On Eve of TICAD, Experts Warn Current Dependence on Rice Imports
Is ‘Recipe for Disaster’ for Africa; Production Still Lags Far Behind Consumption
23 May 2008, COTONOU, Benin — As African governments and tens of millions of poor African consumers faced a dangerous rice crisis in 2007, new rice varieties adapted to African conditions helped achieve a 6 percent increase in the continent’s output. Though this represents a major advance, it is still far short of meeting demand, according to a report released today in advance of a key international conference in Japan on Africa’s development.
The new rice varieties, which are suited to drylands, were distributed and sown on more than 200,000 hectares during the last five years in several African countries, notably Guinea, Nigeria, Côte d’Ivoire, and Uganda, according to the Africa Rice Center report.
The results of the New Rice for Africa (NERICA®) Project, which is funded by the African Development Bank, the Japanese government, and the United Nations Development Programme, will be discussed next week at the Fourth Tokyo International Conference on African Development (TICAD IV) in Yokohama, where world leaders and development experts are meeting for three days, starting May 28, to talk about pressing development issues in Africa.
The gains from the new rice varieties came against a worrisome backdrop of rapidly increasing consumption of rice in Africa, which imports 40 percent of its rice. Africa Rice Trends, a report released earlier this year by the Africa Rice Center, notes that rice production in West Africa – the continent’s main rice belt – increased 5.1 percent annually from 2001 to 2005, while consumption increased 6.5 percent annually during the same period. Africa imports more than one-third of the rice traded in the world. In 2006, when prices were much lower, the region’s rice imports cost US$2 billion.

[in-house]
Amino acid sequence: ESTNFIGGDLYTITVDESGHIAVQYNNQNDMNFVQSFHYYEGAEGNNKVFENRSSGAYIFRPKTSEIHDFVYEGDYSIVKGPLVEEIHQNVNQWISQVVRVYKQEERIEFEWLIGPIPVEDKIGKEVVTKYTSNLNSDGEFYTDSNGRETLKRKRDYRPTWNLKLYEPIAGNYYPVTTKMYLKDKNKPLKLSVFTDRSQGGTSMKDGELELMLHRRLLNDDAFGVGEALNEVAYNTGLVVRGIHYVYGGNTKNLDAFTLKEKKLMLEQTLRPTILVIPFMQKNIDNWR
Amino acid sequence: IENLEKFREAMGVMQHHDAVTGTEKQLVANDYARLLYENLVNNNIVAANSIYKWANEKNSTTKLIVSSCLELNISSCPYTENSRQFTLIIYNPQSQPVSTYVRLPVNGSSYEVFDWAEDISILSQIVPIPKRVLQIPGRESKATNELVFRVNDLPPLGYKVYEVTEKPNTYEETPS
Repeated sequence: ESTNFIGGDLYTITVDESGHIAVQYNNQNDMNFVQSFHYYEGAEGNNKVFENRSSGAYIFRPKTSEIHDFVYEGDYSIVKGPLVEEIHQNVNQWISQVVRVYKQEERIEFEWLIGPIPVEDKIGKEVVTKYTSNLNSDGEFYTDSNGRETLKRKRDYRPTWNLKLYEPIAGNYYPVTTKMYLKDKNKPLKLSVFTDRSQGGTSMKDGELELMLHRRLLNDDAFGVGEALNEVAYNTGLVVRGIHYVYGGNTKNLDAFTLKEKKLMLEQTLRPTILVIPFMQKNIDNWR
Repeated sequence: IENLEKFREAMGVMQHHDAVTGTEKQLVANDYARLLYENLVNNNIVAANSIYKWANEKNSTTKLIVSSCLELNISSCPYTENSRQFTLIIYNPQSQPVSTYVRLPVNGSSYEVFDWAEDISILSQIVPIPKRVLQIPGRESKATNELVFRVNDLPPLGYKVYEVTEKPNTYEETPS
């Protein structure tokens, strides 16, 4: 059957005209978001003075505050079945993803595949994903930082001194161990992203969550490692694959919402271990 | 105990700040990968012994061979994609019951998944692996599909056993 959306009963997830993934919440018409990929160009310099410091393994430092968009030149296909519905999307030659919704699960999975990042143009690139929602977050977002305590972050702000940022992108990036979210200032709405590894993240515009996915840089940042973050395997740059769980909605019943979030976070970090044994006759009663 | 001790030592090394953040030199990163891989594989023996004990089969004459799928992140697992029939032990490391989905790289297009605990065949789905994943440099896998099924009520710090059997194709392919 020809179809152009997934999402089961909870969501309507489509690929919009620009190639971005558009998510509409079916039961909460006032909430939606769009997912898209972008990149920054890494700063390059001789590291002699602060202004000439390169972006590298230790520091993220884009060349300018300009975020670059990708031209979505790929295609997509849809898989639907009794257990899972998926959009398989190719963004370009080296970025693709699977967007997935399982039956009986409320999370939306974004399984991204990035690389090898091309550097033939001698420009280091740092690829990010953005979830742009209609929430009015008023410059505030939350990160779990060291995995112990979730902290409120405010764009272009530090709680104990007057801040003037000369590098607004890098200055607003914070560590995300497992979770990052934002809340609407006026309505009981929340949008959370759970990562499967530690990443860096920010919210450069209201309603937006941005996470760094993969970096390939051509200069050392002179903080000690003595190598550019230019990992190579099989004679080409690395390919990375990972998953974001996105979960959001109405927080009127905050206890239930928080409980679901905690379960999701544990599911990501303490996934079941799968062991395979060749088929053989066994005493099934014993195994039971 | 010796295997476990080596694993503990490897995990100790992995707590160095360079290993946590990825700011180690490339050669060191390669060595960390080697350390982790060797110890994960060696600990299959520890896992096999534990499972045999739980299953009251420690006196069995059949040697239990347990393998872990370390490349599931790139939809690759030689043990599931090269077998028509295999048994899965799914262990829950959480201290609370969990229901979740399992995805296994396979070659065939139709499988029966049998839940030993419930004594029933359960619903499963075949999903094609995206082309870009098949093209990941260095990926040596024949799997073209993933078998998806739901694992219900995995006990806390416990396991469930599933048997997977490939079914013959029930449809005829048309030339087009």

“Relying so much on rice from other countries is a recipe for disaster for this continent,’’ said Dr. Papa Abdoulaye Seck, Director General of the Africa Rice Center, one of 15 centers supported by the Consultative Group on International Agricultural Research (CGIAR). “Unless government leaders take strong action now, the economic recovery experienced in so many parts of Africa will evaporate. We need short- and long-term solutions that boost domestic rice production.” The Center’s African Rice Initiative is managing the $35 million, five-year project, which started in 2005.
In less than three years, the project has shown tangible impact in seven countries – Benin, The Gambia, Ghana, Guinea, Mali, Nigeria and Sierra Leone. According to the Food and Agriculture Organization (FAO) of the United Nations, Guinea achieved a record harvest of 1.4 million tonnes in 2007 – 5 percent higher than in 2006 and the highest in its history, largely because of the government’s massive support for NERICA® dissemination. Domestic rice production now covers about 70 percent of consumption.
In Nigeria, the government announced that the country’s rice imports had declined from 2 million tonnes in 2003/04 to less than 1 million tonnes in 2005/06. And officials in Uganda reported that the country had reduced its rice importation from 60,000 tonnes in 2005 to 35,000 tonnes in 2007, saving Ugandans roughly $30 million. The initiative has helped disseminate improved rice varieties in about 30 African countries, including post-conflict countries.